Citing chronic pain, Missy Franklin announced her retirement Wednesday from competitive swimming. The 23-year-old, whose four gold medals and effervescent personality made her a star at the 2012 Olympics, went on to win another gold at the 2016 Rio Games despite beginning to suffer “intense shoulder pain” a few months earlier.
“Swimming has been, and always will be, a big part of my life and I absolutely plan to stay involved in what I believe is the best sport in the world, just in a different way,” Franklin wrote in an essay published by ESPN. “I hope to continue to inspire others to be their best, both in and out of the pool, and I’m truly excited about this next chapter and how my relationship with the sport will continue to change and grow.”
Nicknamed “The Missile,” the 6-2, 170-pound Franklin was just 17 when she made London her personal stage, becoming the first American woman to win four golds in a single Games. She took the 100- and 200-meter backstroke events, setting a world record in the latter competition, and was part of victorious U.S. teams in the 400 medley and 800 freestyle relays.
Franklin also won a 2012 bronze in the 400 freestyle relay and just missed the podium in two other events, finishing fourth in the 200 freestyle and fifth in the 100 freestyle. She followed that up with six gold medals at the 2013 world championships in Barcelona, but by the time she got to Rio, she was struggling with severe physical limitations that affected her emotionally, as well.
During a meet in April 2016, Franklin said in her essay, she “had to be pulled” after incurring a shoulder injury in warmups. “I had never experienced that kind of pain before and I began to completely unravel,” she said, adding that she experienced “depression, anxiety and insomnia” as she prepared for the Rio Games.
Franklin ended up failing to qualify for the finals of her two individual events at those Olympics, the 200 freestyle and the 200 backstroke, but she earned a gold by swimming for the United States during a preliminary heat of the 800 freestyle relay.
“Looking back, surviving through those eight days in Rio was the greatest accomplishment of my career,” she said Wednesday. “I was able to stay true to who I was as much in failure and disappointment as I had been in winning and being the best in the world.”
“Maybe her career wasn’t as long as we would have wanted and maybe it wasn’t the destination we thought, but when you think about five Olympic gold medals in two different Olympics, that ranks up there with some of the best,” Franklin’s youth coach, Todd Schmitz, told ESPN. “You have to keep the big picture in perspective. For three years she caught lightning in a bottle. Most athletes spend the majority of their careers searching for that sweet spot.”
Franklin charted an unconventional course to an elite swimming career, sticking with her club team and coach through high school in Aurora, Colo., before choosing to attend college instead of turning pro. She expressed no regrets Wednesday over that decision, saying that competing for the California Golden Bears “was one of the greatest honors and privileges I’ve had as an athlete and a person” and that the “teams I was able to be a part of in 2014 and 2015 taught me more than I can begin to say.”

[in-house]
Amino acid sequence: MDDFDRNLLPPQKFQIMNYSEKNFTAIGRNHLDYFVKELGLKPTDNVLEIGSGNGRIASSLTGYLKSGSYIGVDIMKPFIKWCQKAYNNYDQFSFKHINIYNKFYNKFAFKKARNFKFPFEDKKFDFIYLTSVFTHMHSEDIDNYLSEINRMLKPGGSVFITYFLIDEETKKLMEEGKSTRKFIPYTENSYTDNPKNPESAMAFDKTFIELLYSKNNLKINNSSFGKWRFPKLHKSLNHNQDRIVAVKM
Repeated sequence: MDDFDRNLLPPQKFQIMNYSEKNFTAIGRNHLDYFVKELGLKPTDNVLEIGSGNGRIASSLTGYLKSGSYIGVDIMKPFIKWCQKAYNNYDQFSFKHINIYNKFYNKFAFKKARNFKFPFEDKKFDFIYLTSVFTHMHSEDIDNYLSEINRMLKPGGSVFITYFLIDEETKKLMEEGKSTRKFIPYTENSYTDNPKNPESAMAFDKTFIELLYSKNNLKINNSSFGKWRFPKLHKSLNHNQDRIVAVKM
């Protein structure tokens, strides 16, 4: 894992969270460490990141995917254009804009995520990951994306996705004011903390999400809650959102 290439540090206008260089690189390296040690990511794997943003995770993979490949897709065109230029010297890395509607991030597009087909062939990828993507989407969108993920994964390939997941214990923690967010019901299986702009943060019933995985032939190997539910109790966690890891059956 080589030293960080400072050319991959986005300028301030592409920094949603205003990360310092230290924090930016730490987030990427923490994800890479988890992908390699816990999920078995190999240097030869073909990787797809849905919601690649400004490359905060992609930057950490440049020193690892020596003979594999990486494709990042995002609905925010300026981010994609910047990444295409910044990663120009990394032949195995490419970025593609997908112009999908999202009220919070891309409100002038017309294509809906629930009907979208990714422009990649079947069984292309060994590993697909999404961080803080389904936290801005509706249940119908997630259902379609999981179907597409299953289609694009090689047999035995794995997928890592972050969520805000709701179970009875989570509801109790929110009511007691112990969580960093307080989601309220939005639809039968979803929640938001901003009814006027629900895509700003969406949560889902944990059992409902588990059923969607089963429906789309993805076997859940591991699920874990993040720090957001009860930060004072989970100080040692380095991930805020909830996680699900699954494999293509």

“People would sometimes laugh when I said I wanted to swim in college because I knew I would meet my future bridesmaids on my team and that they would become my family for life,” Franklin wrote. “Well, I did meet them. One maid of honor and three bridesmaids, to be exact.”
Unfortunately, surgery performed on both of her shoulders a few months after the 2016 Games failed to solve her issues, nor did a move earlier this year from Cal to the University of Georgia. Franklin was hoping “a new and different environment” would help, but “nothing was working” and she was eventually faced with the prospect of another medical procedure, with even that option representing no more than “a long shot.”
“When I heard the word ‘surgery,’ I immediately broke down because I already knew my answer: no,” Franklin said. “I’ve been in too much pain, for too long, to go through another surgery with a longer recovery time and no guarantee it would even help.”
“I began to realize that my greatest dream in life, more so than Olympic gold, has always been becoming a mom,” she added. “Swimming had been such a huge part of my life for as long as I could remember, but it was not my entire life. I still have dreams, goals, aspirations and intentions I plan on living out every day of my life.”
Franklin announced in September that she was engaged to former University of Texas swimmer Hayes Johnson. She retires as the current world record-holder in the 200 backstroke, as well as a member of the U.S. women’s world record-setting 400 medley relay.
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